Flick Gocke Schaumburg, Taxand Germany, recently hosted a client seminar in Frankfurt to review with clients recent developments relating to the OECD’s suggested approaches on new profit allocation rules and minimum taxation, and the latest developments in international cooperation between local tax authorities and tax payers (ICAP and others). Taxand partners from the US, France, Italy, Spain, Austria, Switzerland, and the UK participated, bringing their different perspectives. Discussions were led by Marcus Mick, partner in the Frankfurt office of FGS, and by Nadia Altenburg, also of FGS and recently returned from an almost two year secondment to the OECD where she worked directly on many of the matters discussed.
Taxanders and our clients are intimately aware of the significant challenges that everyone involved in the international tax community, whether in the private sector or in the public sector, have been facing in recent years, since before the OECD and G20 launched the ambitious BEPS project. And notwithstanding the significant work of the OECD and G20 and more recently of the Inclusive Framework of over 130 countries, challenges remain for both taxpayers and governments.
One of the key aims of the OECD in its BEPS related work, and indeed of the OECD’s Centre for Tax Policy and Administration for many years before the launch of the BEPS project, has been to bring greater harmony amongst national tax policies to the benefit of both governments (by, amongst other things, protecting national tax bases from aggressive actions) and taxpayers (by, amongst other things, reducing the incidence of conflicting national tax policies and administration that can detrimentally impact taxpayers and by reducing complexity in tax planning and tax compliance). The publication on 9 October 2019 by the OECD Secretariat of its consultation document to present the current technical work on the “Unified Approach” is only the latest instalment in this never ending work.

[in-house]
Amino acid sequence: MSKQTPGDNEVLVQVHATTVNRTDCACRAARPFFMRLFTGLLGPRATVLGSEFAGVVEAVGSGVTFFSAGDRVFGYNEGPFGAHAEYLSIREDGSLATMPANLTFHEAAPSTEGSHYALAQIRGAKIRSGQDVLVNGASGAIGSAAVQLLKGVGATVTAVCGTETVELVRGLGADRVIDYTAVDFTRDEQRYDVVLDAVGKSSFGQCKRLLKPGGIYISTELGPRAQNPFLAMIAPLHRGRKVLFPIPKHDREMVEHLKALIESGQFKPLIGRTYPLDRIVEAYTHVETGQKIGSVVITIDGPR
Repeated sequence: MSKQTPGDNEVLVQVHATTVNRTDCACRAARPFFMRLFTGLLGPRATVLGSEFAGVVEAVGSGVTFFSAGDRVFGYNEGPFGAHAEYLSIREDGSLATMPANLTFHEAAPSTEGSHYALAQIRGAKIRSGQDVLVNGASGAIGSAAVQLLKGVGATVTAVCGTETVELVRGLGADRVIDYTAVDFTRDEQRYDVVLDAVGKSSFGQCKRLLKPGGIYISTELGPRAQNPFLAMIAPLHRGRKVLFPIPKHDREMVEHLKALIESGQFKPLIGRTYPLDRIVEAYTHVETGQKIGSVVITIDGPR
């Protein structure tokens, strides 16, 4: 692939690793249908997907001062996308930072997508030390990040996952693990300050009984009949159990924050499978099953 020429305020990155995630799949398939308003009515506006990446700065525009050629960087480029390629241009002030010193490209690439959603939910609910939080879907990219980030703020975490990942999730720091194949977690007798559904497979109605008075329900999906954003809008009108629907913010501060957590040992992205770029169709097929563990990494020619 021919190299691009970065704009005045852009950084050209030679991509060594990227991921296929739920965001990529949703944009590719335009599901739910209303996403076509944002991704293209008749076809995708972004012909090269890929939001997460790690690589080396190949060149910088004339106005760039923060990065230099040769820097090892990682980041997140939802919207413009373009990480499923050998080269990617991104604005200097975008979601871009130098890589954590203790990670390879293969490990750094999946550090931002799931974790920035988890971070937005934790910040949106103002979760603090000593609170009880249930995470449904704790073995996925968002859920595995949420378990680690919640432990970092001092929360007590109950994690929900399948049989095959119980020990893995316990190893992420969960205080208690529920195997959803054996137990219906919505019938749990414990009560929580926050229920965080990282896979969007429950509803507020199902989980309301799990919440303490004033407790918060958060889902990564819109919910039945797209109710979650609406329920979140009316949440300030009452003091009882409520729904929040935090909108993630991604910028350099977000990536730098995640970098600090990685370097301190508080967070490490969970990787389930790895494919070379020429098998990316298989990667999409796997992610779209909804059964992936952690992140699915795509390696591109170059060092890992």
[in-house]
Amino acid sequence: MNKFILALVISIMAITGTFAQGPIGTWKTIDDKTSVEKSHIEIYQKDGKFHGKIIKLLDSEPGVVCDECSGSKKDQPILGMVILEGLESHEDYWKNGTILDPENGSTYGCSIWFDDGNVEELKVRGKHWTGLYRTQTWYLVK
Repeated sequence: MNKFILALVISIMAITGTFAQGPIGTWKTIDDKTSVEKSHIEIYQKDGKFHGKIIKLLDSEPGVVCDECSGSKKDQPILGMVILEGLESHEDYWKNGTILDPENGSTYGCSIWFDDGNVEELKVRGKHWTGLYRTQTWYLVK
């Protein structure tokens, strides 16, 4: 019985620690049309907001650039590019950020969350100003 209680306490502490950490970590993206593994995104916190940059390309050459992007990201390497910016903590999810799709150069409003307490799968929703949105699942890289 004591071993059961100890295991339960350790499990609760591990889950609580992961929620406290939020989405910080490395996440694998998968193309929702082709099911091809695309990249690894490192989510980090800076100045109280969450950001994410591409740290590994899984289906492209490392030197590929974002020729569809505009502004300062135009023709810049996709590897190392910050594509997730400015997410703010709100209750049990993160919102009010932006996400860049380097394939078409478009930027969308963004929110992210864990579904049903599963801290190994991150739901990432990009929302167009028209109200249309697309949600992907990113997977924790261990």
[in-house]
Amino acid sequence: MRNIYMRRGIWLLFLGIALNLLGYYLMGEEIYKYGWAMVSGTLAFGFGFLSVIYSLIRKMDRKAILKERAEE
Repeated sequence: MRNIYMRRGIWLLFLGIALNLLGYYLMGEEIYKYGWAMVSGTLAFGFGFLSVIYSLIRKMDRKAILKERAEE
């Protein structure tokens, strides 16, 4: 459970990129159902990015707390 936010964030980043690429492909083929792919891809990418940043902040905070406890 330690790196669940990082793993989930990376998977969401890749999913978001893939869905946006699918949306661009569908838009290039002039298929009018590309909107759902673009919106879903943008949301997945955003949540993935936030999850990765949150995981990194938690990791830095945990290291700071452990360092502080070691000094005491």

The discussions amongst Taxanders and clients at the seminar highlighted a number of particular points, not the least of which is that if developed and pursued there remain many details to be addressed and expanded, including how and where to craft the lines amongst impacted businesses and how to precisely allocate taxing rights.
However, perhaps most dramatic is that both Pillar 1 and Pillar 2 would represent dramatic departures from some of the bedrocks of the existing international tax system such as the arm’s length principle and the separate entity treatment of corporations.
It remains to be seen how far and how fast these ideas will progress. In this regard, it is important to remember that the 9 October publication reflects the work of the OECD Secretariat only and is not, as yet, representative of a consensus amongst members of the Inclusive Framework.